Shopping strategy

Because of rapid technological progress, you generally want the newest DSLR that works well for astrophotography, not the most ruggedly built one. It's better to buy a low-end DSLR today and another one in three years with a new, improved sensor, rather than sink all your money into a professional-grade camera that will commit you to using today's technology for a decade.

Of course, if you can justify the expense for other reasons, go ahead and enjoy your Canon EOS 5D or Nikon D200; these cameras have big, bright viewfinders and are a joy to use. Apart from price, one disadvantage of pro-grade DSLRs is that they are heavy enough to unbalance a medium-sized amateur telescope. Another is that pro-grade cameras are more complicated to operate, and that can be a problem in the dark. Generally, professional cameras are designed for people who use them all the time and can easily remember a large number of controls. Entry-level cameras with simpler controls are easier to use, even for advanced work, as long as they have the features needed.

You don't have to have the best camera on the market in order to get good pictures. You just have to have a camera that is good enough. All astronomical instruments, including big observatory telescopes, have measurable limitations. We work so close to the limits of the laws of physics that perfection is unobtainable.

Also, buying the very newest camera has some drawbacks. This week's hot new DSLR may not yet be supported by your software, although updates usually come quickly. It also may not have fully debugged firmware (the software inside the camera); watch the manufacturer's Web site for firmware upgrades.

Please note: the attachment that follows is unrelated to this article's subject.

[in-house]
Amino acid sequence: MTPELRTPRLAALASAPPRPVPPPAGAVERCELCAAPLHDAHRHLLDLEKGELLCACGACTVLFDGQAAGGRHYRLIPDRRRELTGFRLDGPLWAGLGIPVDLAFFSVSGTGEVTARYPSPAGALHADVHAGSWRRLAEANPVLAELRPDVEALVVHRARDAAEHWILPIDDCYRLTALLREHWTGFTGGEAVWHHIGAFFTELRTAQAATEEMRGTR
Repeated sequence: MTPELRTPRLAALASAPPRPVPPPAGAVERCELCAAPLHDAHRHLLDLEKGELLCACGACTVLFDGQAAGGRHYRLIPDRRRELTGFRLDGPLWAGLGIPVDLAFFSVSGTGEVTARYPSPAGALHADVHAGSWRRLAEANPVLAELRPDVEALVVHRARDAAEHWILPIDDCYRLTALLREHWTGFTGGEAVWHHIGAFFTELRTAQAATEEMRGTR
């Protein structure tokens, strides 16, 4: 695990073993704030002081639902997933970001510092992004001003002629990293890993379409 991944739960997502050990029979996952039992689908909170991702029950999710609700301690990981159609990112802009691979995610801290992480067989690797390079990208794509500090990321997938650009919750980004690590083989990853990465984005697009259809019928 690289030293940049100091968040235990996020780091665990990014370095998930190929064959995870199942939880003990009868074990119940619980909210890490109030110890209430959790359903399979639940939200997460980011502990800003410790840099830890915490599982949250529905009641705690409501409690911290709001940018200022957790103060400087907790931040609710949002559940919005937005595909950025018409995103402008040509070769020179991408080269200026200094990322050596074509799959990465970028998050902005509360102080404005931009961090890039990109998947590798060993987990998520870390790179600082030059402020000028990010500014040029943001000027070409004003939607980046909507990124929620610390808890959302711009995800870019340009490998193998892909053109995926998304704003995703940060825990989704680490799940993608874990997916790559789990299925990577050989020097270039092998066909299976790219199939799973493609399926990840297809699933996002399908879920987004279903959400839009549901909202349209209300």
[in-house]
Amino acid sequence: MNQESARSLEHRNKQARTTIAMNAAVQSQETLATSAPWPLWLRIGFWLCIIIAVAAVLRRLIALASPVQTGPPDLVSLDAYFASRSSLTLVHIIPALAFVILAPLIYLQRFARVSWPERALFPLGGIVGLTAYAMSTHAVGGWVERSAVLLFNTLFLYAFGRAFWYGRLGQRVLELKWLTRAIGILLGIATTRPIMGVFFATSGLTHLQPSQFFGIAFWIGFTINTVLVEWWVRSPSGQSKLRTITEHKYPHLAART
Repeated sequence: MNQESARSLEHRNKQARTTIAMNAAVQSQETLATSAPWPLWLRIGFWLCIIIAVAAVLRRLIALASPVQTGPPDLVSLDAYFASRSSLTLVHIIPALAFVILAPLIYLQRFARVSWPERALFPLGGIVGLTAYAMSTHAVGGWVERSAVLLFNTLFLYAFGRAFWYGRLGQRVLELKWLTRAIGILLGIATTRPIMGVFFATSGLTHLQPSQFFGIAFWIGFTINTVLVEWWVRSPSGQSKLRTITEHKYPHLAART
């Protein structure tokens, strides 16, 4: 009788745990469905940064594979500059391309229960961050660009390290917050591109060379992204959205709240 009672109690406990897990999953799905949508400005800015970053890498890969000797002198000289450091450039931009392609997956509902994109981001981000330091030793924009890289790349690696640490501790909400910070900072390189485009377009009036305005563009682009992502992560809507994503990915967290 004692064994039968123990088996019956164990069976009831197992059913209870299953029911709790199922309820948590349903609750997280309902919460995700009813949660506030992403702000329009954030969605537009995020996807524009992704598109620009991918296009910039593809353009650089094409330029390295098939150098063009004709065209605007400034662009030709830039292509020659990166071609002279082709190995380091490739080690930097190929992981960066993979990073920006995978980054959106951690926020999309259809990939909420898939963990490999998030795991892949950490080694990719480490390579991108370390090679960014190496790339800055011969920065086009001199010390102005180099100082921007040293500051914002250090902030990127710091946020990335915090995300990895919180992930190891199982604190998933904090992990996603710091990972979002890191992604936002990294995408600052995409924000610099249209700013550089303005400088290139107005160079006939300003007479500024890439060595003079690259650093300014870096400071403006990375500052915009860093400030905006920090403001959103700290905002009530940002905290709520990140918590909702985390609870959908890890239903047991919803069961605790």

One last warning. Unreliable camera vendors are common on the Internet, and they often advertise impossibly low prices. Before dealing with a stranger, do some searching and find out whether others have had good experiences with the same merchant. You can find out the reputation of a vendor from www.epinions.com and www.resellerratings.com. Remember that even the best large-volume dealer has a few unsatisfied customers, and a "perfect" score may mean simply that not many customers have been surveyed.

Highly reliable camera dealers include B&H in New York (www.bhphotovideo. com), their neighbor Adorama (www.adorama.com), Samy's in Los Angeles (www.samys.com), KEH in Atlanta (www.keh.com), Wolf/Ritz all over the United States (www.wolfcamera.com), and Jessops in the UK (www.jessops.com). Their prices are a good indication of what you should expect to pay anywhere. You can also buy DSLRs from major computer dealers.

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